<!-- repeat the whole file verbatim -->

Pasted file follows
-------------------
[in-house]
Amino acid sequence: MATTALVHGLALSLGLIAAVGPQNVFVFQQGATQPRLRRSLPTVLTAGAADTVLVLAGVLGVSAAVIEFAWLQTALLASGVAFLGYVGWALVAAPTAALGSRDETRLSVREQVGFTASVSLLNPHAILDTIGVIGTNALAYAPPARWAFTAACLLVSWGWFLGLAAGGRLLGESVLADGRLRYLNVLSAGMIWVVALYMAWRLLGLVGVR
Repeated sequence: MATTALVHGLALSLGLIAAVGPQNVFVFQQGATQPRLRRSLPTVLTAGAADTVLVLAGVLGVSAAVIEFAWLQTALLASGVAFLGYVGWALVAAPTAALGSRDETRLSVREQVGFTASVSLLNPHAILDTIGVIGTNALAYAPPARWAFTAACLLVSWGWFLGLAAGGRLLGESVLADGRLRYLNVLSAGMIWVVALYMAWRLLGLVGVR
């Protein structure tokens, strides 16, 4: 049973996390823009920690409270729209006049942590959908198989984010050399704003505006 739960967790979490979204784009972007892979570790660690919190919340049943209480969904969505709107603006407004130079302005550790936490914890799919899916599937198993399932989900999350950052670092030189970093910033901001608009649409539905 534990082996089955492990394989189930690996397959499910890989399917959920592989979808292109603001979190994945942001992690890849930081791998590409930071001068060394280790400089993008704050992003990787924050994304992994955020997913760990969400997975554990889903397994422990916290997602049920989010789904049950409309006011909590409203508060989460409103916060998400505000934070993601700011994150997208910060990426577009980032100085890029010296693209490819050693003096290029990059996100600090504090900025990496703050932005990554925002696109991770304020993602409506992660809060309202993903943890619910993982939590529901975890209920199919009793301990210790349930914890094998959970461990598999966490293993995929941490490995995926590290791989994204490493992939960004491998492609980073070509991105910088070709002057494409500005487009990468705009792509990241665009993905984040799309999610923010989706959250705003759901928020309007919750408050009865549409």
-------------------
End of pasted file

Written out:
[in-house]
Amino acid sequence: MATTALVHGLALSLGLIAAVGPQNVFVFQQGATQPRLRRSLPTVLTAGAADTVLVLAGVLGVSAAVIEFAWLQTALLASGVAFLGYVGWALVAAPTAALGSRDETRLSVREQVGFTASVSLLNPHAILDTIGVIGTNALAYAPPARWAFTAACLLVSWGWFLGLAAGGRLLGESVLADGRLRYLNVLSAGMIWVVALYMAWRLLGLVGVR
Repeated sequence: MATTALVHGLALSLGLIAAVGPQNVFVFQQGATQPRLRRSLPTVLTAGAADTVLVLAGVLGVSAAVIEFAWLQTALLASGVAFLGYVGWALVAAPTAALGSRDETRLSVREQVGFTASVSLLNPHAILDTIGVIGTNALAYAPPARWAFTAACLLVSWGWFLGLAAGGRLLGESVLADGRLRYLNVLSAGMIWVVALYMAWRLLGLVGVR
């Protein structure tokens, strides 16, 4: 049973996390823009920690409270729209006049942590959908198989984010050399704003505006 739960967790979490979204784009972007892979570790660690919190919340049943209480969904969505709107603006407004130079302005550790936490914890799919899916599937198993399932989900999350950052670092030189970093910033901001608009649409539905 534990082996089955492990394989189930690996397959499910890989399917959920592989979808292109603001979190994945942001992690890849930081791998590409930071001068060394280790400089993008704050992003990787924050994304992994955020997913760990969400997975554990889903397994422990916290997602049920989010789904049950409309006011909590409203508060989460409103916060998400505000934070993601700011994150997208910060990426577009980032100085890029010296693209490819050693003096290029990059996100600090504090900025990496703050932005990554925002696109991770304020993602409506992660809060309202993903943890619910993982939590529901975890209920199919009793301990210790349930914890094998959970461990598999966490293993995929941490490995995926590290791989994204490493992939960004491998492609980073070509991105910088070709002057494409500005487009990468705009792509990241665009993905984040799309999610923010989706959250705003759901928020309007919750408050009865549409």